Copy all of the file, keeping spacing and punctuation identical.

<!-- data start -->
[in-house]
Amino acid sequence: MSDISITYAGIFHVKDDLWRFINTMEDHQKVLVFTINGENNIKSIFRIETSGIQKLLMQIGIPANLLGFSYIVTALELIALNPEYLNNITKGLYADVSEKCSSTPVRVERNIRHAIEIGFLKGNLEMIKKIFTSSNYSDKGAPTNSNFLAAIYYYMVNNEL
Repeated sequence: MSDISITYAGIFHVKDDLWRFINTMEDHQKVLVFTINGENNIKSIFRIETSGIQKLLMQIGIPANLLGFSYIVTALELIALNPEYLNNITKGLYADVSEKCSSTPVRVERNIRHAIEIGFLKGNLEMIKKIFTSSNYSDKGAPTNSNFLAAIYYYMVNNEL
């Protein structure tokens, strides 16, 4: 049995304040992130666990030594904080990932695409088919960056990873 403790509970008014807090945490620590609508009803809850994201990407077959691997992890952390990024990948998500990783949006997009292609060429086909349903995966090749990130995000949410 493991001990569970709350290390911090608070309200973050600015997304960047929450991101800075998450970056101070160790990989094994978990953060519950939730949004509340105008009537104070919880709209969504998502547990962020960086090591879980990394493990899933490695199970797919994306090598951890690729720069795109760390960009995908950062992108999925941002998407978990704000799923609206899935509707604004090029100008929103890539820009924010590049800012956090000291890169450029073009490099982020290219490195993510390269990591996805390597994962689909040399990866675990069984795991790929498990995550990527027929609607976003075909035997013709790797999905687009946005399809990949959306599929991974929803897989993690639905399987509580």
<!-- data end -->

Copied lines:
[in-house]
Amino acid sequence: MSDISITYAGIFHVKDDLWRFINTMEDHQKVLVFTINGENNIKSIFRIETSGIQKLLMQIGIPANLLGFSYIVTALELIALNPEYLNNITKGLYADVSEKCSSTPVRVERNIRHAIEIGFLKGNLEMIKKIFTSSNYSDKGAPTNSNFLAAIYYYMVNNEL
Repeated sequence: MSDISITYAGIFHVKDDLWRFINTMEDHQKVLVFTINGENNIKSIFRIETSGIQKLLMQIGIPANLLGFSYIVTALELIALNPEYLNNITKGLYADVSEKCSSTPVRVERNIRHAIEIGFLKGNLEMIKKIFTSSNYSDKGAPTNSNFLAAIYYYMVNNEL
């Protein structure tokens, strides 16, 4: 049995304040992130666990030594904080990932695409088919960056990873 403790509970008014807090945490620590609508009803809850994201990407077959691997992890952390990024990948998500990783949006997009292609060429086909349903995966090749990130995000949410 493991001990569970709350290390911090608070309200973050600015997304960047929450991101800075998450970056101070160790990989094994978990953060519950939730949004509340105008009537104070919880709209969504998502547990962020960086090591879980990394493990899933490695199970797919994306090598951890690729720069795109760390960009995908950062992108999925941002998407978990704000799923609206899935509707604004090029100008929103890539820009924010590049800012956090000291890169450029073009490099982020290219490195993510390269990591996805390597994962689909040399990866675990069984795991790929498990995550990527027929609607976003075909035997013709790797999905687009946005399809990949959306599929991974929803897989993690639905399987509580």